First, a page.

This post appears here courtesy of the Carolina Journal
. The author of this post is Dallas Woodhouse
In a video attacking the Biden-Harris administration for open borders and proposed tax increases, on Wednesday morning former N.C. Governor Pat McCrory made it official and became the second high-profile Republican candidate to enter the 2022 U.S. Senate race. The candidates compete to replace three-term Republican U.S. Senator Richard Burr who is retiring from Congress.
"Harris and Biden are opening our borders before they are opening our schools,"
McCrory stated in his announcement video. "They are raising your taxes and even the price of gas."
In a nod to Trump supporters McCrory proclaimed:
"Let's put America first, and bring conservative North Carolina common sense to Washington."
Carolina Journal first reported that McCrory was likely to enter
the U.S. Senate race in February.
Former Greensboro-area Congressman Mark Walker announced
his U.S. Senate bid in December of last year, and until this week had the race for the GOP primary to himself.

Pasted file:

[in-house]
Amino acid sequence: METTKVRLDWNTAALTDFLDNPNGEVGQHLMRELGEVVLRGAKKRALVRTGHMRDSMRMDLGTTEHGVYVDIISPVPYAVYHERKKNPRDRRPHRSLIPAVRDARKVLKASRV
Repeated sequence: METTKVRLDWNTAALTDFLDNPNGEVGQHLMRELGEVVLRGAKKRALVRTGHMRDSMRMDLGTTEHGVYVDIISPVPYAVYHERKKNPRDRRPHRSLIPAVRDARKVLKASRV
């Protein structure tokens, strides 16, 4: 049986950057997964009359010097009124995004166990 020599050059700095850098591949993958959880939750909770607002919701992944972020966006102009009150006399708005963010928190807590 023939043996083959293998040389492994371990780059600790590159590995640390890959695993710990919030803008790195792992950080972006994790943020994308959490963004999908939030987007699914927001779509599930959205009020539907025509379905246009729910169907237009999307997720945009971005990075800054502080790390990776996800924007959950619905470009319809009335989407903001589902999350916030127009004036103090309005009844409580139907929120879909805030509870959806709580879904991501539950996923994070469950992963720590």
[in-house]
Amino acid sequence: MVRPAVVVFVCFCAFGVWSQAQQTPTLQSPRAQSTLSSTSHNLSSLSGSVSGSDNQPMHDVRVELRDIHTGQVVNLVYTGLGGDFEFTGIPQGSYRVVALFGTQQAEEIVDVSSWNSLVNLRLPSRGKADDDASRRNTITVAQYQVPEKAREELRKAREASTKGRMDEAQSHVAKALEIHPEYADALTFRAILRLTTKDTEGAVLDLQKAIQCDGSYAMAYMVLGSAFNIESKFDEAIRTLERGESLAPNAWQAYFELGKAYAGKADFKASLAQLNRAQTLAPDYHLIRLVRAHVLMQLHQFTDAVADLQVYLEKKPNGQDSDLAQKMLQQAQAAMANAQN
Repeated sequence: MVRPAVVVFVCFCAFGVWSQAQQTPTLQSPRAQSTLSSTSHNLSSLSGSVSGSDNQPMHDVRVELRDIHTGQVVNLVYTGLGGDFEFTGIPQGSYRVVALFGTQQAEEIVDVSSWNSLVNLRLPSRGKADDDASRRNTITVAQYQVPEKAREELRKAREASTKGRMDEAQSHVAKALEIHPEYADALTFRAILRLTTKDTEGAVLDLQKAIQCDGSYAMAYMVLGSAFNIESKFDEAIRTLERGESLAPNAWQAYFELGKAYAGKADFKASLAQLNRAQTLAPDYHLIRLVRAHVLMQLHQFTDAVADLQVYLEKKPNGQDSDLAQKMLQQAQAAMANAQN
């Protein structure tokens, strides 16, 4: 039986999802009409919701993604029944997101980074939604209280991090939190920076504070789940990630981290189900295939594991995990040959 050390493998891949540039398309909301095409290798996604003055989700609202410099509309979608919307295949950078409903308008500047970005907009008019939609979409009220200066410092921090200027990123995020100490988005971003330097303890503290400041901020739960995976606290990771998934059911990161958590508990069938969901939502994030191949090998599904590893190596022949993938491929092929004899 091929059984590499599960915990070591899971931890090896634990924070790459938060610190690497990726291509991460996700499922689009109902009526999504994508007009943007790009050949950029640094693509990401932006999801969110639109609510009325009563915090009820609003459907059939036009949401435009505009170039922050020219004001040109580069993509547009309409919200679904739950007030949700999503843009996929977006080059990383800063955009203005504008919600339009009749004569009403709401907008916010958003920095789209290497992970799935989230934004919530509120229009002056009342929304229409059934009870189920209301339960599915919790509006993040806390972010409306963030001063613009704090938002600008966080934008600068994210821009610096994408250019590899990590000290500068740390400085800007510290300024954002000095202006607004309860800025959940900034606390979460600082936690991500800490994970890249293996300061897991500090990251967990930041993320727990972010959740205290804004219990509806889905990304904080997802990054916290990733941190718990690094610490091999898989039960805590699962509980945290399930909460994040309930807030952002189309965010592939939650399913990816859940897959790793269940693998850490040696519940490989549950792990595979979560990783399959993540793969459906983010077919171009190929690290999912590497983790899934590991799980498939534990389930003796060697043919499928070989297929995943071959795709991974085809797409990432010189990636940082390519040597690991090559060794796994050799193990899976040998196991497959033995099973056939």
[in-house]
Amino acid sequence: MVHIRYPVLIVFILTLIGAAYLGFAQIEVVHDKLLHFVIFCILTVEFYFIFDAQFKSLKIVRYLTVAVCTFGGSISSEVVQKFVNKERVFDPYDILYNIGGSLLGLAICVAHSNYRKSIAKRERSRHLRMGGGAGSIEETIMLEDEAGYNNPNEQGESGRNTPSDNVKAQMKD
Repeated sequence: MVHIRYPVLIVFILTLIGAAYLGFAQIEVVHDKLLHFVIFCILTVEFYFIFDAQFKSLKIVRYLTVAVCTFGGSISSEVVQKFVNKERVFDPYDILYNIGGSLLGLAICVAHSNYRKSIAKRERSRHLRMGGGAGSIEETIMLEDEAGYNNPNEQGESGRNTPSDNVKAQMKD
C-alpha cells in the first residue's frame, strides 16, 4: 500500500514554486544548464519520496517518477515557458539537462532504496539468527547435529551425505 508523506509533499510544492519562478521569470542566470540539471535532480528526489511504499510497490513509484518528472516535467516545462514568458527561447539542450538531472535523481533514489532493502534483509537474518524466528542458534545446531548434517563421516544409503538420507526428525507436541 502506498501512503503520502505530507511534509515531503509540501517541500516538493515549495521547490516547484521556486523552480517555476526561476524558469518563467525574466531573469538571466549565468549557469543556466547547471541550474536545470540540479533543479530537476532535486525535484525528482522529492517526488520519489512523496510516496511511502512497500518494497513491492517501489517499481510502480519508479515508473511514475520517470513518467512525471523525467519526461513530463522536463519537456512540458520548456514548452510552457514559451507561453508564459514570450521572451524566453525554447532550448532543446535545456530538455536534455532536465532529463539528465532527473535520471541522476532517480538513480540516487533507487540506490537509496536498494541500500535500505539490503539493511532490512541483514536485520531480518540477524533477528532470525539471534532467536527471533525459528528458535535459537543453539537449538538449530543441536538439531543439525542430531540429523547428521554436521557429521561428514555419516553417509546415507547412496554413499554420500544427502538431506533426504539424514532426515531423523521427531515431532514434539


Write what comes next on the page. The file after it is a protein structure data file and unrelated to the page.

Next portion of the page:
Walker did not wait for McCrory to enter the race before taking a jab
at the former governor's Senate candidacy.
"With taking back the Senate majority hinging on our success in North Carolina, why would we gamble on Pat McCrory - a career politician who has lost more statewide races than he's won. McCrory has routinely attacked conservatives, including President Trump,"
Walker tweeted on Tuesday.
Carolina Journal also reported recently that U.S. Rep. Ted Budd will follow suit
and vie for the Republican nomination.
On Tuesday, Carolina Journal reported that Lt. Governor Mark Robinson is also thinking seriously
about a run for U.S. Senate in 2022 and plans to announce his decision within days.
According to a memo
obtained by Politico, McCrory would enter the race with a large lead over Walker and Budd. The data was collected by Glen Bolger of Public Opinion Strategies, who is expected to handle polling duties for the McCrory for Senate campaign.
In the survey McCrory was viewed favorably by 58% of likely primary voters and unfavorably by 13%; Walker was viewed favorably by 20 percent of GOP voters and unfavorably by 4 percent; Budd was viewed favorably by 16% and unfavorably by 5%.
In a hypothetical three-way matchup, McCrory led with nearly half the vote: 48%, compared to 13% for Walker and 9% for Budd. He also led both in one-on-one matchups. The polling memo did not include Lara Trump, or Lt. Gov. Mark Robinson.
Despite public pronouncements that she is still considering the race, sources continue to tell Carolina Journal that Lara Trump will not enter the U.S. Senate race for 2022.